I love trawling through the racks of music in my local charity shops and was over the moon when I discovered this. As I was buying it, the shop assistant felt obliged to point out that I was buying a CD with no music on it. This is a rare interview CD that was released only to radio stations to promote the band’s ninth album, Fundamental, produced by Trevor Horn. It provides a really interesting insight into the narrative of the album, which remains their most political to date. A pretty tune and thumping dance beat can provide cover for some serious social critique, and Fundamental was Pet Shop Boys at their darkest. I paid £1 for this and I’ve since seen them on eBay for 100 times that price.

Symposium

BADGES 2016
Value £20 to £30




Last year, The University Of Edinburgh’s College Of Art held a two-day academic Pet Shop Boys symposium. I can’t think of another band more worthy of such in-depth analysis and it was really interesting to hear speakers from all over the world intellectually dissect their body of work – from film to theatre and pop to politics. As one would expect, the design of the conference material was impeccable and these badges were a particular highlight. I collected badges as a kid, so it was lovely to see their career represented iconically in hats and headgear. I’m sure Neil and Chris would have approved – I certainly did. These have become collectible and will never be reprinted. I now have them on display in my own design studio.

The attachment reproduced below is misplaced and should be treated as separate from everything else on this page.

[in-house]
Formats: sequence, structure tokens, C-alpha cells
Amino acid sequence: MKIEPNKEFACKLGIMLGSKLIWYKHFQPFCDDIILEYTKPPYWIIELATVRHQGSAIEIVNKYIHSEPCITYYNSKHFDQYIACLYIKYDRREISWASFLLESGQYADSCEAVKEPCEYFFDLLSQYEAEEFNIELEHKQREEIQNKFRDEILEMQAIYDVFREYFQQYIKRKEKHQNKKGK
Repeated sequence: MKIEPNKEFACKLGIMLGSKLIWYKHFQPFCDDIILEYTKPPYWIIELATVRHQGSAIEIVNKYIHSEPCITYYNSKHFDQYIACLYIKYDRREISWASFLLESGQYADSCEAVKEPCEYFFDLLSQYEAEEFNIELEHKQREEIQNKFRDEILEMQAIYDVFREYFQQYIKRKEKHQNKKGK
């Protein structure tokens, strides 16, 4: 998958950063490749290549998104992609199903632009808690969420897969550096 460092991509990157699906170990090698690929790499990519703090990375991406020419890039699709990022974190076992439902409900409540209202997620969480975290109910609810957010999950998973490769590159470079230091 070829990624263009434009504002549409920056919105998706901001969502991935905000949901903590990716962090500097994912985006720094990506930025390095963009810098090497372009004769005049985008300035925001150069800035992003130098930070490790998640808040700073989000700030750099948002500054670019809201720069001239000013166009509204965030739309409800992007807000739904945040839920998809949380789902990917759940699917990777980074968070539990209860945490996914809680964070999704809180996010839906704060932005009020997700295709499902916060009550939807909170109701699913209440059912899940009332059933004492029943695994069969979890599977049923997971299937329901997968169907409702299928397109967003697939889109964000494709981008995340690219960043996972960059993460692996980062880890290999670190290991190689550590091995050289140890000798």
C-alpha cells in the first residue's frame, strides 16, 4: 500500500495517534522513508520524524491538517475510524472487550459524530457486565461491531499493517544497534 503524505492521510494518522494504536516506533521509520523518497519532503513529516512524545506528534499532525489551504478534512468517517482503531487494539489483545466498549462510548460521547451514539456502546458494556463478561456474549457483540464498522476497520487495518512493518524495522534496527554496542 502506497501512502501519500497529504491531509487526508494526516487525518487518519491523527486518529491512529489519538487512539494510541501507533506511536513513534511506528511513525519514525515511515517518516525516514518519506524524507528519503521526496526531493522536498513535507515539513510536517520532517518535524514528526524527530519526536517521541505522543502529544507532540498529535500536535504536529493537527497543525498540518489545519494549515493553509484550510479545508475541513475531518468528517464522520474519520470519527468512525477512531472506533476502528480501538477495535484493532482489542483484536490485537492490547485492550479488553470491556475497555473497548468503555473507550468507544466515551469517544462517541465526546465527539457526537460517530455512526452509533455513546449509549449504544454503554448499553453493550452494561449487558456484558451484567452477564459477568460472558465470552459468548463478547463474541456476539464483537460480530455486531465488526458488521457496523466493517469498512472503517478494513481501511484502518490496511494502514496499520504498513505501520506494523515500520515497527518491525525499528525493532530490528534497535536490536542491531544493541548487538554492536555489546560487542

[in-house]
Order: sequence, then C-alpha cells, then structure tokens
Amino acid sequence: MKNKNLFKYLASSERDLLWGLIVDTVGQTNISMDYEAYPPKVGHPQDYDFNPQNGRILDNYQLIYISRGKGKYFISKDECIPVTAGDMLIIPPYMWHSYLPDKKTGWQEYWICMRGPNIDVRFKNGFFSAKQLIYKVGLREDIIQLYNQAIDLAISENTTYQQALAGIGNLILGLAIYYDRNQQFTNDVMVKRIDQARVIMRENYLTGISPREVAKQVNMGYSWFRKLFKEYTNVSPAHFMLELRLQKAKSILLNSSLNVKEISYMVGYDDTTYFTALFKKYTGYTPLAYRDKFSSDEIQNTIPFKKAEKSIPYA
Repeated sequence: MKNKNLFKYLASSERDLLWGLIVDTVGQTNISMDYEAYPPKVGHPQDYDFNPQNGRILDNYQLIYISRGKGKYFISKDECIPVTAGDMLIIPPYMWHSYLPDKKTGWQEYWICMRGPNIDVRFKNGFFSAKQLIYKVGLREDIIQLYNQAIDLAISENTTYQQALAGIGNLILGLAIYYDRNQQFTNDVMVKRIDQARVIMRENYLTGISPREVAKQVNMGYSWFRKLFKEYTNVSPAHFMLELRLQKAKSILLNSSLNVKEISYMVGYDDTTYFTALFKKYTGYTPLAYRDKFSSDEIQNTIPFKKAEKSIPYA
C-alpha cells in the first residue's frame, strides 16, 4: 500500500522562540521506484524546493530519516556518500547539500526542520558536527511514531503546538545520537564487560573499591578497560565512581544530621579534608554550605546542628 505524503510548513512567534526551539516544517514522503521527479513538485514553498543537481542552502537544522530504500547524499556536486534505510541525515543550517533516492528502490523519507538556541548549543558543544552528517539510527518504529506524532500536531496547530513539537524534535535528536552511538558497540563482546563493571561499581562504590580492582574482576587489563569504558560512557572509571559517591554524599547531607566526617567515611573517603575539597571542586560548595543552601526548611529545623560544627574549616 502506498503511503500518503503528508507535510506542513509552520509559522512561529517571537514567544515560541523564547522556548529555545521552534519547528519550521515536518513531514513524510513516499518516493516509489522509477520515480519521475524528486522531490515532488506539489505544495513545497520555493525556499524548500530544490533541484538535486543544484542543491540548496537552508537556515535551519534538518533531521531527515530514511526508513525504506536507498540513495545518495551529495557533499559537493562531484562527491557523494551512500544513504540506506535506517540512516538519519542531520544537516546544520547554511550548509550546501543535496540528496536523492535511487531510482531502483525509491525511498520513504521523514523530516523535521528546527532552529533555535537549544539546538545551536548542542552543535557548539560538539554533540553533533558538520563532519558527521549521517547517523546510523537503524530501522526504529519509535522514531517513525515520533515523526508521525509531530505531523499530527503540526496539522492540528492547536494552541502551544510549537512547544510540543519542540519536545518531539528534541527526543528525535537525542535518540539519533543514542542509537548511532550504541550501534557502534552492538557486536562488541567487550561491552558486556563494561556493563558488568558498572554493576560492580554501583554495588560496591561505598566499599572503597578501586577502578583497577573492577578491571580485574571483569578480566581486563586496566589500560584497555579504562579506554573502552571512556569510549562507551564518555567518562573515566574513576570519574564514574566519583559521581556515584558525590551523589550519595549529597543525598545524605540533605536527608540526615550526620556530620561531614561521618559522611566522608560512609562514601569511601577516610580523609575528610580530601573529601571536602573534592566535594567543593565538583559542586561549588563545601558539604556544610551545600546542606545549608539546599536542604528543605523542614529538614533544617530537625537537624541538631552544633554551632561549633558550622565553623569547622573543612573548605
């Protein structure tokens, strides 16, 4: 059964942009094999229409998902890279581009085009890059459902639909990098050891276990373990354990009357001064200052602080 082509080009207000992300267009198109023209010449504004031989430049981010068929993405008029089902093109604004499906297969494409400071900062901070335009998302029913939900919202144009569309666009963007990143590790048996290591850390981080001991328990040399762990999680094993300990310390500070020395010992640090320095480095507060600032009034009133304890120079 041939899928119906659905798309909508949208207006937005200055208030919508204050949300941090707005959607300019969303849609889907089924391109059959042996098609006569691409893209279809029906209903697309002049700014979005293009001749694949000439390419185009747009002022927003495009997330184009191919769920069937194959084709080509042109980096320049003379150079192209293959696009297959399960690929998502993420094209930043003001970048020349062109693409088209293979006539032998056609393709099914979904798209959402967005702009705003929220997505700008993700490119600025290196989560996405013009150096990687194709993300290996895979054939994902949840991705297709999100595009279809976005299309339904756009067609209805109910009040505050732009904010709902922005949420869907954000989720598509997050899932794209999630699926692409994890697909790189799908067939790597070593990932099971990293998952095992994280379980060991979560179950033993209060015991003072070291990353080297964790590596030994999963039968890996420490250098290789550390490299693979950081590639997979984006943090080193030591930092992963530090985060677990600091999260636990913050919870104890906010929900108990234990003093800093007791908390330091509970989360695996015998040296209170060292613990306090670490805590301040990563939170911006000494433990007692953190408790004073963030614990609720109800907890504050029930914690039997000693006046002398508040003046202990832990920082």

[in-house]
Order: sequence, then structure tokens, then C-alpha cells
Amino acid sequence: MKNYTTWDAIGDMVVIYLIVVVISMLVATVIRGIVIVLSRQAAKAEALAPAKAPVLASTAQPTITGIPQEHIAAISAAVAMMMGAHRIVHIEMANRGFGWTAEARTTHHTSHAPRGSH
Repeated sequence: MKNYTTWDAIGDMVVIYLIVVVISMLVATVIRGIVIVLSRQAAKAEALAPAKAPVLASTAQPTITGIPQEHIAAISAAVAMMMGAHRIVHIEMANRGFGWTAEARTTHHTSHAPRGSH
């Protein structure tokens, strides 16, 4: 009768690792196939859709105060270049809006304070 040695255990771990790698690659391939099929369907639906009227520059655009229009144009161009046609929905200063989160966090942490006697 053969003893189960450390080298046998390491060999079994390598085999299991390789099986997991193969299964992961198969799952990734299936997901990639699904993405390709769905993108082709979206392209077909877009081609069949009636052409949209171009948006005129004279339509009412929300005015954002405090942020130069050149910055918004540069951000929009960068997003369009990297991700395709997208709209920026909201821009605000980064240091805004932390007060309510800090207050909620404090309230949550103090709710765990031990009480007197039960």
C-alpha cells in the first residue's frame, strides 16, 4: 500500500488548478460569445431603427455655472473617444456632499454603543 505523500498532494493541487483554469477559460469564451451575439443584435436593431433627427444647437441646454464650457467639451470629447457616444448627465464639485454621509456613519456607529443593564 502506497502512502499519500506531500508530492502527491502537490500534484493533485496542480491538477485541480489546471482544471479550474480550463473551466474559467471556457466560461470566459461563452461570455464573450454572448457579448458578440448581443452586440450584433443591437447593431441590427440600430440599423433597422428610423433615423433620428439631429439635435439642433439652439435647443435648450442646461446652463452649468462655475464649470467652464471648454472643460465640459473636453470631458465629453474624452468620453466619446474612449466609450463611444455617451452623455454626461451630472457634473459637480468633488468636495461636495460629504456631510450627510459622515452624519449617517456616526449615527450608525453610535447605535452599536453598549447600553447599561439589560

Most wanted

Discovery Tour Programme – 1994




I was never the kind of fan that needed everything in every format, but it does bother me that there is one tour programme missing from my collection. In 1994, Pet Shop Boys toured Singapore, Australia and Central and South America with their Discovery extravaganza. This was when they were at their most experimental visually – with the pointy hats, dancers and outlandish otherworldly costumery. The design of this 32-page programme reflected this period and is something I’d love to own, but so far it’s eluded me. If someone has one spare, you know the charitable thing to do.


Comments

comments